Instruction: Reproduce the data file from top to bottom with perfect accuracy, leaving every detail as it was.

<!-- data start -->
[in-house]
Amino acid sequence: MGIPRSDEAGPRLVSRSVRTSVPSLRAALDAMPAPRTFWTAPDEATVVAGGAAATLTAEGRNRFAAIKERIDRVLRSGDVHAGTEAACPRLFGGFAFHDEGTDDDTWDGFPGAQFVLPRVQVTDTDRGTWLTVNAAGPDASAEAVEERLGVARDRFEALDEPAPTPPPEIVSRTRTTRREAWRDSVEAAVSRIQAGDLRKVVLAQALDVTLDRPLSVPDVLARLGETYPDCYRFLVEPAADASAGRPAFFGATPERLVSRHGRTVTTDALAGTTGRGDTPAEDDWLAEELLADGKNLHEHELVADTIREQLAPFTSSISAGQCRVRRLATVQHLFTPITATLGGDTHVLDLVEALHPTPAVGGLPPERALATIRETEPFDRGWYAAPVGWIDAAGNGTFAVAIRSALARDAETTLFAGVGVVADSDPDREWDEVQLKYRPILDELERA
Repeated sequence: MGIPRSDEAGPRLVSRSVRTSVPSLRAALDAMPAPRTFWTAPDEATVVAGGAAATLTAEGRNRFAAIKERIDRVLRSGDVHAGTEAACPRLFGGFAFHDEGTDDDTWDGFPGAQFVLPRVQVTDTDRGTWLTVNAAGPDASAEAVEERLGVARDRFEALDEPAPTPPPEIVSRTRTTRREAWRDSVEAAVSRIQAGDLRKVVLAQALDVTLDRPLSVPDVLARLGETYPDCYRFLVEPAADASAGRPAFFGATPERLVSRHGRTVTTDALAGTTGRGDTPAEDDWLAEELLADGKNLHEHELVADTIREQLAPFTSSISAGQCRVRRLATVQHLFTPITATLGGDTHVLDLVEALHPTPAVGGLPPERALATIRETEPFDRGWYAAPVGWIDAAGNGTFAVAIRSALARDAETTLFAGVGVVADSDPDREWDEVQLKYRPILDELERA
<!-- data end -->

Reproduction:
[in-house]
Amino acid sequence: MGIPRSDEAGPRLVSRSVRTSVPSLRAALDAMPAPRTFWTAPDEATVVAGGAAATLTAEGRNRFAAIKERIDRVLRSGDVHAGTEAACPRLFGGFAFHDEGTDDDTWDGFPGAQFVLPRVQVTDTDRGTWLTVNAAGPDASAEAVEERLGVARDRFEALDEPAPTPPPEIVSRTRTTRREAWRDSVEAAVSRIQAGDLRKVVLAQALDVTLDRPLSVPDVLARLGETYPDCYRFLVEPAADASAGRPAFFGATPERLVSRHGRTVTTDALAGTTGRGDTPAEDDWLAEELLADGKNLHEHELVADTIREQLAPFTSSISAGQCRVRRLATVQHLFTPITATLGGDTHVLDLVEALHPTPAVGGLPPERALATIRETEPFDRGWYAAPVGWIDAAGNGTFAVAIRSALARDAETTLFAGVGVVADSDPDREWDEVQLKYRPILDELERA
Repeated sequence: MGIPRSDEAGPRLVSRSVRTSVPSLRAALDAMPAPRTFWTAPDEATVVAGGAAATLTAEGRNRFAAIKERIDRVLRSGDVHAGTEAACPRLFGGFAFHDEGTDDDTWDGFPGAQFVLPRVQVTDTDRGTWLTVNAAGPDASAEAVEERLGVARDRFEALDEPAPTPPPEIVSRTRTTRREAWRDSVEAAVSRIQAGDLRKVVLAQALDVTLDRPLSVPDVLARLGETYPDCYRFLVEPAADASAGRPAFFGATPERLVSRHGRTVTTDALAGTTGRGDTPAEDDWLAEELLADGKNLHEHELVADTIREQLAPFTSSISAGQCRVRRLATVQHLFTPITATLGGDTHVLDLVEALHPTPAVGGLPPERALATIRETEPFDRGWYAAPVGWIDAAGNGTFAVAIRSALARDAETTLFAGVGVVADSDPDREWDEVQLKYRPILDELERA